Setting the Record Straight: Why Auto Dealers Do Not Need Carve-Outs

06/28/2010 05:12 am ET | Updated May 25, 2011

Auto dealers arrived on Capitol Hill yesterday seeking special carve-outs from the proposed "Restoring American Financial Stability Act of 2010" (S. 3217). This banking reform bill aims to put an end to the reckless practices of Wall Street and the abusive and discriminatory tactics by financiers of all stripes.

In their search for a loophole, auto dealers claim that the bill will restrict affordable car loans and result in fee hikes. The dealers' concerns, itemized in a press advisory issued by the National Auto Dealers Association on April 26, patently ignore clearly stated rules in the bill. Before more misinformation is propagated, we need to set the record straight.

The auto dealers are urging senators to avoid over-regulating their dealerships, burdening them with redundant laws, and ultimately limiting consumers' credit options. These concerns are unfounded. A key feature of the "Financial Stability" bill is to consolidate the consumer protections currently scattered across several federal agencies under one roof by creating a Consumer Financial Protection Agency (CFPA). The CFPA would be charged with monitoring the financial marketplace and structured to react quickly to new tricks, scams, and abuses. In the case of auto dealers, the CFPA would not regulate the sale of a car or financing when the borrower obtains their financing from their bank or credit union. Dealers would only be subject to regulation―as they are now―when they affect the terms and conditions of auto loans. The bill would not impose onerous new regulations, but give the CFPA the authority currently held by the Federal Trade Commission (FTC), the primary regulator of most auto dealers: the power to address unfair or abusive lending practices wherever they occur. This would ultimately save the consumer money, not limit their credit options.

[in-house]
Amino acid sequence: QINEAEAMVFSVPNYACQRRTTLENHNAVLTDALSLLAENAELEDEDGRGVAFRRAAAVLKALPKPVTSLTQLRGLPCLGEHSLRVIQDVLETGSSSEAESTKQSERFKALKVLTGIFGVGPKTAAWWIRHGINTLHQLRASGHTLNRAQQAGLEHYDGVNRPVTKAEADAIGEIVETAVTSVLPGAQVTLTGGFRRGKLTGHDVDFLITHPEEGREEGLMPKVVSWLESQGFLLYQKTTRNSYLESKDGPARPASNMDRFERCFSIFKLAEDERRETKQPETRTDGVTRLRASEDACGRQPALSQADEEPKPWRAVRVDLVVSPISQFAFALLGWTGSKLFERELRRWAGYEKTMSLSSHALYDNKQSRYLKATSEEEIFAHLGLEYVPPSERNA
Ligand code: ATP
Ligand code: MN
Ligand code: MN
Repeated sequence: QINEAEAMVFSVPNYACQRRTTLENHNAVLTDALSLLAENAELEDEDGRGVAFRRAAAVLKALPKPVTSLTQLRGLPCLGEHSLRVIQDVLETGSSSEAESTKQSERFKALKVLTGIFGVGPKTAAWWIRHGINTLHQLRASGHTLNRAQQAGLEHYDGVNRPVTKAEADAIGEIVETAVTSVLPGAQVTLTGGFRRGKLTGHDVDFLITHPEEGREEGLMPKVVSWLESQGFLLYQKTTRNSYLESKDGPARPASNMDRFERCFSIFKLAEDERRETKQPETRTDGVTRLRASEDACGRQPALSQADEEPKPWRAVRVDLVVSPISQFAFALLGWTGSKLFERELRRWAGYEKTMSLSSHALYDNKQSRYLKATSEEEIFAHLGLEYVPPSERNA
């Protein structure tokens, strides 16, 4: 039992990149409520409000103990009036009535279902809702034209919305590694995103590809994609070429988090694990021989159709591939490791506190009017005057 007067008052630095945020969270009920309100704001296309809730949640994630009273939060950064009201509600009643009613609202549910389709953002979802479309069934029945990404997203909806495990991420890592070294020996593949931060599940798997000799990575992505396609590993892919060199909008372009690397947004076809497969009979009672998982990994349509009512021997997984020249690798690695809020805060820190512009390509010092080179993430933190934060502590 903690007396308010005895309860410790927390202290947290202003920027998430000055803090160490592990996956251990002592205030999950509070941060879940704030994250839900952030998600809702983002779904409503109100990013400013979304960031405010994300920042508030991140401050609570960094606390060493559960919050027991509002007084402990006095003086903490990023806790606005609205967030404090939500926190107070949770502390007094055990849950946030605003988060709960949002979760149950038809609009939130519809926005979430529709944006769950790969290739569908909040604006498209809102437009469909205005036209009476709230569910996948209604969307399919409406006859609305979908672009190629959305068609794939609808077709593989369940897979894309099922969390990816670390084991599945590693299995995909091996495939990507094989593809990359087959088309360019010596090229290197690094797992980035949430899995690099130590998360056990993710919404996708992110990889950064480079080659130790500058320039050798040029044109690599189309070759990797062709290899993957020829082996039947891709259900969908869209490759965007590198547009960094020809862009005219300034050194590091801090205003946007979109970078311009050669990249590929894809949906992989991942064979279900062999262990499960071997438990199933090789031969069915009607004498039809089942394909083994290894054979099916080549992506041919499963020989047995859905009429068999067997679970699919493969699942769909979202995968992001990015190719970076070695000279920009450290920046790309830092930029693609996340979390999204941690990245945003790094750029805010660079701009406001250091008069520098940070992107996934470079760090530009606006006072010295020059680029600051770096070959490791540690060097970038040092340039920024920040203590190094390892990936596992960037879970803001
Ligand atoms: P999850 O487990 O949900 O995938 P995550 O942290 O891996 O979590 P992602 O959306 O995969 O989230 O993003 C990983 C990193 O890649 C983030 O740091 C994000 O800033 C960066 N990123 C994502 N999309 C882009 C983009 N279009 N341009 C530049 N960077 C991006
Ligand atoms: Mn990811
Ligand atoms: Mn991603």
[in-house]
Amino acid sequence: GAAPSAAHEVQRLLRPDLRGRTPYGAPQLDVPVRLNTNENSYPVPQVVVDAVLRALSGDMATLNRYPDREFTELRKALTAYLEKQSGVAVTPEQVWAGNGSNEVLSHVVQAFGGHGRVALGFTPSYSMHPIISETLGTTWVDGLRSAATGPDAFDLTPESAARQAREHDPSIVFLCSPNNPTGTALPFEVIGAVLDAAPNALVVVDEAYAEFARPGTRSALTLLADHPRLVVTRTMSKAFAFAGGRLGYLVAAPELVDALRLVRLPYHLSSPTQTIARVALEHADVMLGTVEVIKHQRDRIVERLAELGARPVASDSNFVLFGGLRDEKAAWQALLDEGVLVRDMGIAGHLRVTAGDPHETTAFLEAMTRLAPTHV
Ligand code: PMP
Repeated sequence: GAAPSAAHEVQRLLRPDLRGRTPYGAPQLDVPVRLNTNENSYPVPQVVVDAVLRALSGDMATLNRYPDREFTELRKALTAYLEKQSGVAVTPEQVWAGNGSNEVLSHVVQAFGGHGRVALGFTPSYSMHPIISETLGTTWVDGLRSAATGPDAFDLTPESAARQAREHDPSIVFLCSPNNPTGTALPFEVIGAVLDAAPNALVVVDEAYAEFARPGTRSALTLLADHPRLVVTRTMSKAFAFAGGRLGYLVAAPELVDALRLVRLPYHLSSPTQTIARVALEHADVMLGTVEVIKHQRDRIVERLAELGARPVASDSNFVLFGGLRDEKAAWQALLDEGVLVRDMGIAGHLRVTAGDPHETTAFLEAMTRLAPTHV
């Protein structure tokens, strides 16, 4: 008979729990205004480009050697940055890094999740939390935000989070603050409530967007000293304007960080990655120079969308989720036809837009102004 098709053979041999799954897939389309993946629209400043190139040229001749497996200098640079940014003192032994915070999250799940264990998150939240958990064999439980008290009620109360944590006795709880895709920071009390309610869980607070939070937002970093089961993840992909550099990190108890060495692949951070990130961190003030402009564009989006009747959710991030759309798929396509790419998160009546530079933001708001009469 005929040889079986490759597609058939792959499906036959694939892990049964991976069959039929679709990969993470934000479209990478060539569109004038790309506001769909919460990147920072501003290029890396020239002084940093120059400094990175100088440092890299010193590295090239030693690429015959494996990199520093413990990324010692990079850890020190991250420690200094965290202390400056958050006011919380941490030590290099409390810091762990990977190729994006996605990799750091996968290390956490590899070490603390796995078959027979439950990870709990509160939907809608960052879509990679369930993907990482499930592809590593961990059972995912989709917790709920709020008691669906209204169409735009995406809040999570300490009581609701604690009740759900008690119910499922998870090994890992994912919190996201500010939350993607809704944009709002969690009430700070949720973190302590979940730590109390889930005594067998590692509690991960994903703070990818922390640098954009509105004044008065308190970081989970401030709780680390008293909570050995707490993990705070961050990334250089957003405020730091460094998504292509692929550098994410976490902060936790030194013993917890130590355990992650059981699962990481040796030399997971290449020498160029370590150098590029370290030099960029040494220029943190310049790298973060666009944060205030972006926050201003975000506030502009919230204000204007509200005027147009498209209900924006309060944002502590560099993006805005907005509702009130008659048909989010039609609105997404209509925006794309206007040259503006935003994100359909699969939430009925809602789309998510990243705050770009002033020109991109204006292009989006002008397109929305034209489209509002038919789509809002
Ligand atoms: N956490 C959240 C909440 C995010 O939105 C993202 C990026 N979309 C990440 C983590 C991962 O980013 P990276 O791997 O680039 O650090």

While not much will change for auto dealers in the way of rules, the CFPA promises to identify and stem abusive trends that have cropped up in the loosely enforced rules of today. Of all industries, auto dealers could use another cop on the beat. They are consistently the top source of consumer complaints to the Better Business Bureau and state and local consumer protection agencies. As in the mortgage industry, predatory and abusive financing practices have occurred throughout the auto market. Such abuses are especially prevalent among borrowers of color. Research shows that similar to home loans, Latino and African American borrowers are charged unnecessary mark-ups much more frequently than their White peers.

The "Financial Stability Act" will improve matters for consumers and ultimately lenders alike. Having authority over all lending entities, such as auto dealers, a strong CFPA would streamline and reward better practices and contribute to stabilizing the market. Exemptions for special-interest groups would carve out major players who have committed some of the biggest offenses in stripping our families of their honest dollars.

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